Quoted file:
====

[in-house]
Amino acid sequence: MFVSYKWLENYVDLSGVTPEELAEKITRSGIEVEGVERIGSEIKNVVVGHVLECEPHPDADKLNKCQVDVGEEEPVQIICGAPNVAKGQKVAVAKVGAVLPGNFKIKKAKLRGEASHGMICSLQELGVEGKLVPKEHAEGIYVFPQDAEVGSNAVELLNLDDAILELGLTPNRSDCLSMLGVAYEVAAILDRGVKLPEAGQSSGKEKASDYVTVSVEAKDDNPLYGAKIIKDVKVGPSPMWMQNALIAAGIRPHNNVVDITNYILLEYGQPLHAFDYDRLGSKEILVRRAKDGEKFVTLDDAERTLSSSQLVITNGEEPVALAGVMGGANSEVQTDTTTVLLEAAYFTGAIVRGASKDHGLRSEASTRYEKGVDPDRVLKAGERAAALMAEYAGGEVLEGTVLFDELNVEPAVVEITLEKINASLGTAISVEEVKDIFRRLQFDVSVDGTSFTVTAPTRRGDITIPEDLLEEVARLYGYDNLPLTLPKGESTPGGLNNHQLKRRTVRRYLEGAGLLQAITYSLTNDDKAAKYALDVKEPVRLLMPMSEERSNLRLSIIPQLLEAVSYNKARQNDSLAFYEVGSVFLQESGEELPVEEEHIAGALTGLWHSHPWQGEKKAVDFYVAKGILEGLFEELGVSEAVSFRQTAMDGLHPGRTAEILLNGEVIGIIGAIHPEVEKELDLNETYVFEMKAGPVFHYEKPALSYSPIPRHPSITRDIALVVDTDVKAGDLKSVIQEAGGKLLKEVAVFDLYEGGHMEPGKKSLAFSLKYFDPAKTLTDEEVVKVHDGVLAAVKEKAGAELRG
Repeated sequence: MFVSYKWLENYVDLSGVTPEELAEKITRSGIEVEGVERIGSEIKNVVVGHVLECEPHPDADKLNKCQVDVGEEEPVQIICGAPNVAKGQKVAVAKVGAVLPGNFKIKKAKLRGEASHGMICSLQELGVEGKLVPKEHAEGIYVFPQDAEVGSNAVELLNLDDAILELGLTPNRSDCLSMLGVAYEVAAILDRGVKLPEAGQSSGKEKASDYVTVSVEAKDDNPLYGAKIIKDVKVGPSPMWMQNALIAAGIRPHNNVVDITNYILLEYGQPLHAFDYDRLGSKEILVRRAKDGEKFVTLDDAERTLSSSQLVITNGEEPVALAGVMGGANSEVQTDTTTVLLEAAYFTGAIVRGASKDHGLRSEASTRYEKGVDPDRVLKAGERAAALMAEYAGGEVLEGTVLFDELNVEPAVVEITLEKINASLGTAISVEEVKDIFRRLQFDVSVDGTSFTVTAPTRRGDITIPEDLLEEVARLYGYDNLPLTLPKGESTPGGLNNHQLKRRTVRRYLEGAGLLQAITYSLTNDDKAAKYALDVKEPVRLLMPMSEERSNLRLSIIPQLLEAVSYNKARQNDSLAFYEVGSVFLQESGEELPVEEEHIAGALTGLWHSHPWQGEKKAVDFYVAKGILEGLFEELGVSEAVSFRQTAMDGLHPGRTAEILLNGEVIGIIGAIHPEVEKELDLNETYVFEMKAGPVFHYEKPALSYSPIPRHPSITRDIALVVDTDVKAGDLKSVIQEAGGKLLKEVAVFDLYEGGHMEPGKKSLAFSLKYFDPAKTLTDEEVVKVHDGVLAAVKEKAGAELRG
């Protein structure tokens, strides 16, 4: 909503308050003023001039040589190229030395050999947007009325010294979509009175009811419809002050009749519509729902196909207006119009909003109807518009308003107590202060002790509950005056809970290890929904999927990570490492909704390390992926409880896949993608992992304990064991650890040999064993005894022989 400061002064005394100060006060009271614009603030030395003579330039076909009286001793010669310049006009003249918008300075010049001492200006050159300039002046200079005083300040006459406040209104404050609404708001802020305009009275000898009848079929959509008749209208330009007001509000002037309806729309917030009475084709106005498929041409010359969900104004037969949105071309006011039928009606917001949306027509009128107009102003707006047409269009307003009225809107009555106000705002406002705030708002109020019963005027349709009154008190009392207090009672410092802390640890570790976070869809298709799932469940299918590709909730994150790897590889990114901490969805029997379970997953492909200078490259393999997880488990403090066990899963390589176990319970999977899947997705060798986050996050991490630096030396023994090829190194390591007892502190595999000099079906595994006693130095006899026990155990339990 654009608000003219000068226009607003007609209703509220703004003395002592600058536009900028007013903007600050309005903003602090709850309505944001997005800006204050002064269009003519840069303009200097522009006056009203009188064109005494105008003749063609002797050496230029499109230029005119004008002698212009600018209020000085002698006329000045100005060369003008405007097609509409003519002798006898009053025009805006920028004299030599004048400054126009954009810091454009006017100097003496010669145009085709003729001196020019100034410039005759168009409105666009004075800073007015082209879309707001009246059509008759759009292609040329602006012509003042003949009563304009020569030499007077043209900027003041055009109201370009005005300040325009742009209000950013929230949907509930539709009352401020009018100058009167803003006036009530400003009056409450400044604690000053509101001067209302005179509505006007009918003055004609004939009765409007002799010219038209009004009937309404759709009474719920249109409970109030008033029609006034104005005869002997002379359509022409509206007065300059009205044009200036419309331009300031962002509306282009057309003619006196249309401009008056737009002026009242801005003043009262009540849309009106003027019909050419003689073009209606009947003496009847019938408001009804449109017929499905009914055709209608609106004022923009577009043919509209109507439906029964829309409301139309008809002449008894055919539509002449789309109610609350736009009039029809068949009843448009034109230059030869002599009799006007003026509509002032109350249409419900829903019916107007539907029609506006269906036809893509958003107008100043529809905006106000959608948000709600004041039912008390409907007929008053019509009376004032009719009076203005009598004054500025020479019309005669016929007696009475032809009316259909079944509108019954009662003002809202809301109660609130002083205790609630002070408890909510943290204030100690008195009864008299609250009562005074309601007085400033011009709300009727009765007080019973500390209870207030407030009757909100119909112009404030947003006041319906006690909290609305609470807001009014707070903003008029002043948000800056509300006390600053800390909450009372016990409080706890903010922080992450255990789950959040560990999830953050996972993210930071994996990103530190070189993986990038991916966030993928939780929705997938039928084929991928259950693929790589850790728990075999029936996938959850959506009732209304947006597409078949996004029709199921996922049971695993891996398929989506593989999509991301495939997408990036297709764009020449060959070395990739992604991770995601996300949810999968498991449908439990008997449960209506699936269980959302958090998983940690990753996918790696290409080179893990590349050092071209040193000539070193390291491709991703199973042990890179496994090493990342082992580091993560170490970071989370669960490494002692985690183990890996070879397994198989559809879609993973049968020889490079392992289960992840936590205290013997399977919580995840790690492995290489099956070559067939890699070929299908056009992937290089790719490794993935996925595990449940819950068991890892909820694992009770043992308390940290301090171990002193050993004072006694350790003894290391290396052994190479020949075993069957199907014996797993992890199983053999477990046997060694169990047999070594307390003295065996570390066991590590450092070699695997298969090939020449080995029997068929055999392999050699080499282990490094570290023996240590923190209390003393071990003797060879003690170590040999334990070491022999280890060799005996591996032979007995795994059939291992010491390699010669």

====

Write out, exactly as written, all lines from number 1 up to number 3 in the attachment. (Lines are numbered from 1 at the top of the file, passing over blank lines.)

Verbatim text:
[in-house]
Amino acid sequence: MFVSYKWLENYVDLSGVTPEELAEKITRSGIEVEGVERIGSEIKNVVVGHVLECEPHPDADKLNKCQVDVGEEEPVQIICGAPNVAKGQKVAVAKVGAVLPGNFKIKKAKLRGEASHGMICSLQELGVEGKLVPKEHAEGIYVFPQDAEVGSNAVELLNLDDAILELGLTPNRSDCLSMLGVAYEVAAILDRGVKLPEAGQSSGKEKASDYVTVSVEAKDDNPLYGAKIIKDVKVGPSPMWMQNALIAAGIRPHNNVVDITNYILLEYGQPLHAFDYDRLGSKEILVRRAKDGEKFVTLDDAERTLSSSQLVITNGEEPVALAGVMGGANSEVQTDTTTVLLEAAYFTGAIVRGASKDHGLRSEASTRYEKGVDPDRVLKAGERAAALMAEYAGGEVLEGTVLFDELNVEPAVVEITLEKINASLGTAISVEEVKDIFRRLQFDVSVDGTSFTVTAPTRRGDITIPEDLLEEVARLYGYDNLPLTLPKGESTPGGLNNHQLKRRTVRRYLEGAGLLQAITYSLTNDDKAAKYALDVKEPVRLLMPMSEERSNLRLSIIPQLLEAVSYNKARQNDSLAFYEVGSVFLQESGEELPVEEEHIAGALTGLWHSHPWQGEKKAVDFYVAKGILEGLFEELGVSEAVSFRQTAMDGLHPGRTAEILLNGEVIGIIGAIHPEVEKELDLNETYVFEMKAGPVFHYEKPALSYSPIPRHPSITRDIALVVDTDVKAGDLKSVIQEAGGKLLKEVAVFDLYEGGHMEPGKKSLAFSLKYFDPAKTLTDEEVVKVHDGVLAAVKEKAGAELRG
Repeated sequence: MFVSYKWLENYVDLSGVTPEELAEKITRSGIEVEGVERIGSEIKNVVVGHVLECEPHPDADKLNKCQVDVGEEEPVQIICGAPNVAKGQKVAVAKVGAVLPGNFKIKKAKLRGEASHGMICSLQELGVEGKLVPKEHAEGIYVFPQDAEVGSNAVELLNLDDAILELGLTPNRSDCLSMLGVAYEVAAILDRGVKLPEAGQSSGKEKASDYVTVSVEAKDDNPLYGAKIIKDVKVGPSPMWMQNALIAAGIRPHNNVVDITNYILLEYGQPLHAFDYDRLGSKEILVRRAKDGEKFVTLDDAERTLSSSQLVITNGEEPVALAGVMGGANSEVQTDTTTVLLEAAYFTGAIVRGASKDHGLRSEASTRYEKGVDPDRVLKAGERAAALMAEYAGGEVLEGTVLFDELNVEPAVVEITLEKINASLGTAISVEEVKDIFRRLQFDVSVDGTSFTVTAPTRRGDITIPEDLLEEVARLYGYDNLPLTLPKGESTPGGLNNHQLKRRTVRRYLEGAGLLQAITYSLTNDDKAAKYALDVKEPVRLLMPMSEERSNLRLSIIPQLLEAVSYNKARQNDSLAFYEVGSVFLQESGEELPVEEEHIAGALTGLWHSHPWQGEKKAVDFYVAKGILEGLFEELGVSEAVSFRQTAMDGLHPGRTAEILLNGEVIGIIGAIHPEVEKELDLNETYVFEMKAGPVFHYEKPALSYSPIPRHPSITRDIALVVDTDVKAGDLKSVIQEAGGKLLKEVAVFDLYEGGHMEPGKKSLAFSLKYFDPAKTLTDEEVVKVHDGVLAAVKEKAGAELRG